“We must live life beautifully.”

Yes, I’ve posted about this before, and you can bet I’ll do it again: this week is the anniversary of the lecture Mother Teresa gave on the occasion of receiving the Nobel Peace Prize in 1979. Here are some excerpts from Mother Teresa’s remarks. You can find the full text at NobelPrize.org. Take a deep breath and hear her words anew. A fitting meditation for the beginning of a Year of Mercy, come to think of it.

Our hunger [is] for God, because we have been created for [His] love. We have been created in His image. We have been created to love and be loved, and then He has become Man to make it possible to love as He loved us. He makes himself the hungry one, the naked one, the homeless one, the sick one, the one in prison, the lonely one, the unwanted one – and He says: you did it to Me. This is the hunger of our poor people. This is the hunger that you and I must find. It may be in our own home.

[I was] visiting a home where they had all these old parents of sons and daughters who had just put them in an institution and had forgotten them, maybe. I saw in that home they had beautiful things, but everyone was looking towards the door. I did not see a single one with a smile. I turned to the Sister and asked, how is it that the people have everything here, why are they looking towards the door, why are they not smiling? She said [that] nearly every day, they are expecting and hoping that a son or daughter will come to visit them. They are hurt because they are forgotten. See? This is where love comes. Maybe in our own family we have somebody who is feeling lonely, who is feeling sick, who is feeling worried. Are we there? Are we there to receive them?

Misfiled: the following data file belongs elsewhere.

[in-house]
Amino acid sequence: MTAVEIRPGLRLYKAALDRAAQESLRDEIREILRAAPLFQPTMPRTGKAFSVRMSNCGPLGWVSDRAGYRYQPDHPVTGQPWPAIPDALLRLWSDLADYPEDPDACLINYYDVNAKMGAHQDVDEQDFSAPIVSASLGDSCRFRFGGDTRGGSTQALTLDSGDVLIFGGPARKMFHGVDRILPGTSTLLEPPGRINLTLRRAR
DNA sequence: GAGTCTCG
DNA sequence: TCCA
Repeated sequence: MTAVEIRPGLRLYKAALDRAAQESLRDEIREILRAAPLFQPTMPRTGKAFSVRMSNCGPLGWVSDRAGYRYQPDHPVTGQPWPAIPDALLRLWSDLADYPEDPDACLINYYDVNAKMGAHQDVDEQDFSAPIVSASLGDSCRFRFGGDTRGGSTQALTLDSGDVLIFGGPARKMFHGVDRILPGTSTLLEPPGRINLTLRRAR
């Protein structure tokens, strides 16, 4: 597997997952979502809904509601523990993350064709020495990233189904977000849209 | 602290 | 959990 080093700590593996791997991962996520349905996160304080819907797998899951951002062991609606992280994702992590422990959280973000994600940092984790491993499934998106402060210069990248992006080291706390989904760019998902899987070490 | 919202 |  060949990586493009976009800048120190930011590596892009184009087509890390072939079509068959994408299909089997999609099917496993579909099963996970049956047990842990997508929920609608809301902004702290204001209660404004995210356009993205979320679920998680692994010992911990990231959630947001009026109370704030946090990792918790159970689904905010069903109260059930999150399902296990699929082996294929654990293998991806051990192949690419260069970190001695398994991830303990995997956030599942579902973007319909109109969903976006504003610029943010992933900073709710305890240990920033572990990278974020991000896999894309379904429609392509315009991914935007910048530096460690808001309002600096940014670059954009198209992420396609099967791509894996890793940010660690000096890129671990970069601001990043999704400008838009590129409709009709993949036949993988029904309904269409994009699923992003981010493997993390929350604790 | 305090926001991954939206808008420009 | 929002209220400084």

We are talking of peace. The greatest destroyer of peace today is abortion, because it is a direct war, a direct killing. And this I appeal in India, I appeal everywhere: let us make this year that we make every single child, born and unborn, wanted. 

One evening, we went out and we picked up four people from the street. One of them was in a most terrible condition. I did for her all that my love can do. I put her in bed, and there was such a beautiful smile on her face. She took hold of my hand, and she said one thing only – “thank you” – and then she died. I could not help [but ask myself] what I would say in her place. I would have tried to draw a little attention to myself. I would have said I am hungry, that I am dying, I am cold, I am in pain, or something. But she gave me much more; she gave me her grateful love. She died with a smile on her face. 

I believe that we are not real social workers. We may be doing social work in the eyes of the people, but we are really contemplatives in the heart of the world. We are touching the Body of Christ 24 hours a day. You, too, try to bring that presence of God into your family; the family that prays together stays together. Just get together, love one another, bring that peace, that joy, that strength of presence of each other in the home, and we will be able to overcome all of the evil that is in the world. Love begins at home. If we all look into our own homes, how difficult we find it sometimes to smile at each other. That smile is the beginning of love. Make time for each other in your family.

When I pick up a person from the street, hungry, I give him a plate of rice, a piece of bread. I have removed that hunger. But the person that is shut out, that feels unwanted, unloved, terrified, the person who has been thrown out from society – that poverty is so much; I find it very difficult. 

We must live life beautifully. We have Jesus with us, and He loves us. If we could only remember that God loves us, and I have an opportunity to love others as He loves me, not in big things but in small things with great love, then [this place] becomes a nest of love. And how beautiful it will be that from here, a center for peace has been given. That from here, the joy of life of the unborn child comes out. 

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